So these expensive prep schools have two enormous problems:So I have read more on the private tutoring education issue in China and I kinda agree on China's stance on this.
The only worrying thing is that by kicking out will reduce innovation on the education system. Yes yes I know that the pressure is too much for the students to handle but a middle point should be reached if possible.
China's private tutor education sector is very innovative. I am actually calling it more of a high-tech industry than a "normal" old school educational industry.
Maybe a middle point would be kicking out private enterprises on after class tutoring and instead use the public schools themselves to buy services from them in order to monitor the student's homework.
In this way the companies will be beholden to the gov and wont take extra time from the school as the school homework for the students would be integrated on their platforms
Then give the freedom to multiple schools districts (city-wide) to buy or use their "favourite" private company in order to create competition in the private and public sector.
IMO the key point is instead of having separate homework between school homework and private tutor companies, to merge these together in order to take less time and be more efficient. So that the only homework a student does is for the school and nothing else
First is that they make the cost of education too high, thus reducing the amount of people who are willing to have multiple children. And the reason that the cost is high is because these schools promise vast improvements in test scores making it nearly impossible for children who don't take these classes to compete with those who do. In that way, parents have no choice but to pay and everyone would rather have one prodigy kid than 2 or 3 who are mid-low tier in their classes.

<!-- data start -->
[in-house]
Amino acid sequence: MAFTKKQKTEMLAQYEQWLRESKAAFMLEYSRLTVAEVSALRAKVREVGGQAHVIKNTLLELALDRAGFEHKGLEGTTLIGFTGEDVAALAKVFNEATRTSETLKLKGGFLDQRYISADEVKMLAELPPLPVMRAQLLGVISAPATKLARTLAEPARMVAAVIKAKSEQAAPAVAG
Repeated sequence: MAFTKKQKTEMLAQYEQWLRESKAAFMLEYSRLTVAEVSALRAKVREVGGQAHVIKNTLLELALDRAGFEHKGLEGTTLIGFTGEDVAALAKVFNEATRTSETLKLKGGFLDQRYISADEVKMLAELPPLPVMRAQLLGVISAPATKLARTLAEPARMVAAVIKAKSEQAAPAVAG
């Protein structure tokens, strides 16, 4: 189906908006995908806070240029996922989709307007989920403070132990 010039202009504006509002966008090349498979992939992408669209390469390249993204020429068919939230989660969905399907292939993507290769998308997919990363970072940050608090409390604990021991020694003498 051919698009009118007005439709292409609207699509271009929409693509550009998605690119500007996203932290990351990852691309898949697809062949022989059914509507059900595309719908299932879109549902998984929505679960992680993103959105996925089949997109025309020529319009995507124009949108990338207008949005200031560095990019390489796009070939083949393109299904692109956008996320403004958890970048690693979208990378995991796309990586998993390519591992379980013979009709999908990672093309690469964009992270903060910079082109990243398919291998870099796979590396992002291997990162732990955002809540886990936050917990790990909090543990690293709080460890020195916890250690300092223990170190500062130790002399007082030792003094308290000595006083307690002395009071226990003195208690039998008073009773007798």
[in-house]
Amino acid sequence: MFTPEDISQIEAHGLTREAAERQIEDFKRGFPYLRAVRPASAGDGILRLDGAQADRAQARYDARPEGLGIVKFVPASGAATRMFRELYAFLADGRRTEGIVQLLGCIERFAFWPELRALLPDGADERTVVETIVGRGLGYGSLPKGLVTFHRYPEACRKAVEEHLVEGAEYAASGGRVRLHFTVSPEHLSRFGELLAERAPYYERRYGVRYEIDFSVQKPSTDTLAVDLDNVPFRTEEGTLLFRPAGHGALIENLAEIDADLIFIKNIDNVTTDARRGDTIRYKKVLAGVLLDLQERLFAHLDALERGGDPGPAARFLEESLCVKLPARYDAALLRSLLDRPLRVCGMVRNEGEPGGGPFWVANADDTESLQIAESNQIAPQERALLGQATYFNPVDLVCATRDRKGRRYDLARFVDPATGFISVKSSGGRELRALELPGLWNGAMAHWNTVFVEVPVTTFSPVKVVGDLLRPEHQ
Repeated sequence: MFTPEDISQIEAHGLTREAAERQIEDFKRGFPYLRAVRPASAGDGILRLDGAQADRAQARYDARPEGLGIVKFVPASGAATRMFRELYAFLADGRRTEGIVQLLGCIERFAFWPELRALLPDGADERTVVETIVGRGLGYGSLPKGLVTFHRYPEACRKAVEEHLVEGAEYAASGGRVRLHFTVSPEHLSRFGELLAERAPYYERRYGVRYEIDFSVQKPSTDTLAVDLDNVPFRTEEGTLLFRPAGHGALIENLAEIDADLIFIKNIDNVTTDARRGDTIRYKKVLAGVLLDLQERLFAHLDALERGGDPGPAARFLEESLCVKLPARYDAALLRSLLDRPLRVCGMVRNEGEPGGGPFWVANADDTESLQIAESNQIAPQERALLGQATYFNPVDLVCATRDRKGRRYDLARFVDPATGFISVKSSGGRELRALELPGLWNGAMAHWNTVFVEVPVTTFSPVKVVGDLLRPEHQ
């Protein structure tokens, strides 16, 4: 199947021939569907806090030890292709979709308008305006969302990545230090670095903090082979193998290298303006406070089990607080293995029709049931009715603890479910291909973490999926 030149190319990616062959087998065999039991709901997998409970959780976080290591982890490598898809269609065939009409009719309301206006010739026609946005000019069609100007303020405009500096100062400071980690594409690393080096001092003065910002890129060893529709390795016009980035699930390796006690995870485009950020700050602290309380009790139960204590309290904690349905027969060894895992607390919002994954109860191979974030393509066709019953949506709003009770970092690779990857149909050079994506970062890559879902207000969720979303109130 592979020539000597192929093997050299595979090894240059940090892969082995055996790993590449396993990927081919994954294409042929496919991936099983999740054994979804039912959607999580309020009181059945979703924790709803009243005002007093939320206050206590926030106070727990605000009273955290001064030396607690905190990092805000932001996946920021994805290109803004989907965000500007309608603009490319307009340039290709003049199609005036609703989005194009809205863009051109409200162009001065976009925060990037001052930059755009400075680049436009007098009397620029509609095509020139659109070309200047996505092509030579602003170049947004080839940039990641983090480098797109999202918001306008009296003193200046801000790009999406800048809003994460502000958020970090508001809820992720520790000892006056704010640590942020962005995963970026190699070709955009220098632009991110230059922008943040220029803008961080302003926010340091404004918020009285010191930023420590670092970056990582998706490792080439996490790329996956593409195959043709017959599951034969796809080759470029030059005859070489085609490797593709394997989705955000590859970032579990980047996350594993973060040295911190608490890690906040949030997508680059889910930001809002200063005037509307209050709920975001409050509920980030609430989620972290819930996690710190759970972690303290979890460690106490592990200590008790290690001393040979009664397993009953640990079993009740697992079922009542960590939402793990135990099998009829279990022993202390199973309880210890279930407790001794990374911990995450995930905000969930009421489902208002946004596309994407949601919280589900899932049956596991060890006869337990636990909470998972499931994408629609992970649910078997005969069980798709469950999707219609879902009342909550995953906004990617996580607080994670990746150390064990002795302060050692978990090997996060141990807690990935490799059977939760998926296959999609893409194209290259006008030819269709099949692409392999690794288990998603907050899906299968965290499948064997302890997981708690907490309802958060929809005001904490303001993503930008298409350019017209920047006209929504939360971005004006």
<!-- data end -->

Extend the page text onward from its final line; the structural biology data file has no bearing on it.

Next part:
The second issue stems from the first issue and that is that in order to produce these massive improvements in their scores that convince parents to hand over the big money, (over kids who already study the material very hard on their own, not over kids who don't study,) is to focus on teaching them skills that crack tests but are useless everywhere else. (Ex. Just look at the answer choices without the question, and use the differences amongst them to psychologically determine how the test-maker tried to trick you and where he hid the right answer.) This produces kids like my ex roommate, who scored a whopping 750 points (high 99th percentile) on the English section of the GRE, but ended up virtually unable to communicate in English, having difficulting understanding classes in the US and needing native English speakers to proof his disastrous essays when those people really only scored in the 500's (~70th percentile), sometimes even 400's.
The final combined effect is that parents reduce the number of children they have in order to raise kids who don't know how to do shit except find the correct multiple choice answers on a test without even trying to understand the questions. Needless to say, that's not good for China.
By making these prep classes non-profit, they can't charge egregious sums anymore and they lose the motivation to train kids on useless skills that elevate their scores without adding to their knowledge. This kills 2 birds with one stone; the parents now have more money and can consider more children, and the kids actually study the subject rather than test-maker psychology.